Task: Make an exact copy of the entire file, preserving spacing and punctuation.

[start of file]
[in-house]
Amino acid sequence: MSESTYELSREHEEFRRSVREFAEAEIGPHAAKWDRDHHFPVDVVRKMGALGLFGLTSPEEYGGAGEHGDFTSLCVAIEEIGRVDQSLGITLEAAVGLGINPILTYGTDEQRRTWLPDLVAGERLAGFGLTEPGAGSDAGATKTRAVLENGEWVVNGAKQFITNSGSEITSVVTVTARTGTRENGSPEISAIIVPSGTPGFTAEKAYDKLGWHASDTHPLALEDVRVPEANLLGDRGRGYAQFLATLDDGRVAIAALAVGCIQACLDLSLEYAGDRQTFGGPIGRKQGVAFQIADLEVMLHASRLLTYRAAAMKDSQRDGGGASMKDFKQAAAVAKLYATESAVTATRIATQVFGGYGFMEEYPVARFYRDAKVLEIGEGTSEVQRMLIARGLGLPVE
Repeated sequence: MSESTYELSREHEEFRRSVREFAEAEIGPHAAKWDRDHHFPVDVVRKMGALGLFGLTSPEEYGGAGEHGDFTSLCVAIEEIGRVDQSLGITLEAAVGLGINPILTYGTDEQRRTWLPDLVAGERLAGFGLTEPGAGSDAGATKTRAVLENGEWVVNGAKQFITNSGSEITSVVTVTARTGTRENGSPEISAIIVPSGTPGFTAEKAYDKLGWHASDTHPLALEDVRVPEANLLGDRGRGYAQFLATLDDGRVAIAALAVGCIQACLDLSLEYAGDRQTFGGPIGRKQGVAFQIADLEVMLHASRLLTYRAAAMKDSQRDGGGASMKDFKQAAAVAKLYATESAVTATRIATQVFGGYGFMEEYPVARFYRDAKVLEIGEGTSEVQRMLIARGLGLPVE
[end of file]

[in-house]
Amino acid sequence: MSESTYELSREHEEFRRSVREFAEAEIGPHAAKWDRDHHFPVDVVRKMGALGLFGLTSPEEYGGAGEHGDFTSLCVAIEEIGRVDQSLGITLEAAVGLGINPILTYGTDEQRRTWLPDLVAGERLAGFGLTEPGAGSDAGATKTRAVLENGEWVVNGAKQFITNSGSEITSVVTVTARTGTRENGSPEISAIIVPSGTPGFTAEKAYDKLGWHASDTHPLALEDVRVPEANLLGDRGRGYAQFLATLDDGRVAIAALAVGCIQACLDLSLEYAGDRQTFGGPIGRKQGVAFQIADLEVMLHASRLLTYRAAAMKDSQRDGGGASMKDFKQAAAVAKLYATESAVTATRIATQVFGGYGFMEEYPVARFYRDAKVLEIGEGTSEVQRMLIARGLGLPVE
Repeated sequence: MSESTYELSREHEEFRRSVREFAEAEIGPHAAKWDRDHHFPVDVVRKMGALGLFGLTSPEEYGGAGEHGDFTSLCVAIEEIGRVDQSLGITLEAAVGLGINPILTYGTDEQRRTWLPDLVAGERLAGFGLTEPGAGSDAGATKTRAVLENGEWVVNGAKQFITNSGSEITSVVTVTARTGTRENGSPEISAIIVPSGTPGFTAEKAYDKLGWHASDTHPLALEDVRVPEANLLGDRGRGYAQFLATLDDGRVAIAALAVGCIQACLDLSLEYAGDRQTFGGPIGRKQGVAFQIADLEVMLHASRLLTYRAAAMKDSQRDGGGASMKDFKQAAAVAKLYATESAVTATRIATQVFGGYGFMEEYPVARFYRDAKVLEIGEGTSEVQRMLIARGLGLPVE